Tuesday, August 28, 2007

Alexander Hamilton's Religion: Part Two

In "Alexander Hamilton's Religion: Part One," we left off on Hamilton's trip the United States, where he was to attend an American university. He arrived in Boston, Massachusetts, in 1773, where he finished up some business for his former employer Nicholas Cruger, and collected his wages. He then took a trip to New York City, where he presented the introductory letters from Doctor Knox to the Reverends Mason and Rodgers, who were to become valuable friends of Hamilton. Hamilton boarded in the house of Hercules Mulligan, a friend of both the ministers and possible of Hugh Knox. Hamilton and Mulligan became instant friends, and Mulligan recollected much of this friendship in his "Narrative of Alexander Hamilton" many years later. Hamilton's education, however, had hence far been so menial, that he needed to attend an academy in order to prepare himself for college. Hamilton continued his journey to New Jersey, where he attended Francis Barber's Academy, and hoped to attend a university. Upon his arrival in Elizabethtown (now just "Elizabeth"), New Jersey -- the hometown of the academy -- Hamilton gave the introductory letters that Knox had sent with him to William Livingston and Elias Boudinot, two influential (would-be) Founding Fathers and New Jersey statesmen. Hamilton spent time among the families of both these men, and both had a deep impact upon his education, and perhaps even his religious temperament. Both of these men were dedicated Christians, and even spent parts of their lives in some sort of ministry or theological pursuit.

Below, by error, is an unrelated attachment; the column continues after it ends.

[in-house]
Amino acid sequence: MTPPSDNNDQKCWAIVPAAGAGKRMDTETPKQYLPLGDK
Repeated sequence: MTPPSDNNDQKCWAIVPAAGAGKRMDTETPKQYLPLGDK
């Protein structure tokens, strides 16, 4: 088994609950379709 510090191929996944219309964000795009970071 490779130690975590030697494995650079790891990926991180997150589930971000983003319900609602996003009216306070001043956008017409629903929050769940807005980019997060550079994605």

William Livingston, though known for his statesmanship on behalf in New Jersey, grew up in New York state, along with his brother Philip Livingston (who signed the Declaration of Independence as a delegate from New York) and their cousin Robert R. Livingston (who was on the Committee which drafted the Declaration, and swore George Washington in as first United States President). At the tender age of fourteen, William ventured into the wilderness of western New York as an aide to a Christian missionary to the Mohawk Indians. William later moved to New Jersey, where he was apparently swept up in the fervor of the Great Awakening, and changed his denomination from the family denomination of Dutch Reformed to Presbyterian. He even went to the dangerous extent of publicly criticizing the Anglicans who opposed the leaders of the Great Awakening. This deed was indeed very dangerous because the Anglican denomination was the established church of England -- mother country -- and the head of that church was none other that the King of England; therefore, to publicly criticize his denomination came very close to committing an act of treason against the crown. William Livingston settled down in the town of Elizabethtown, where he lived at the time he boarded Hamilton in his home. Livingston, although not a licensed preacher, was nevertheless a layman pastor of a congregation in that town. Interestingly, he called himself a Calvinist, but openly rejected John Calvin's philosophy of predestination as unscriptural and reducing men to "mere machines" (On Two Wings, by Michael Novak; p. 153). So Livingston, who probably had a part in Hamilton's early education, most likely left the indelible stain of Christianity on young Hamilton.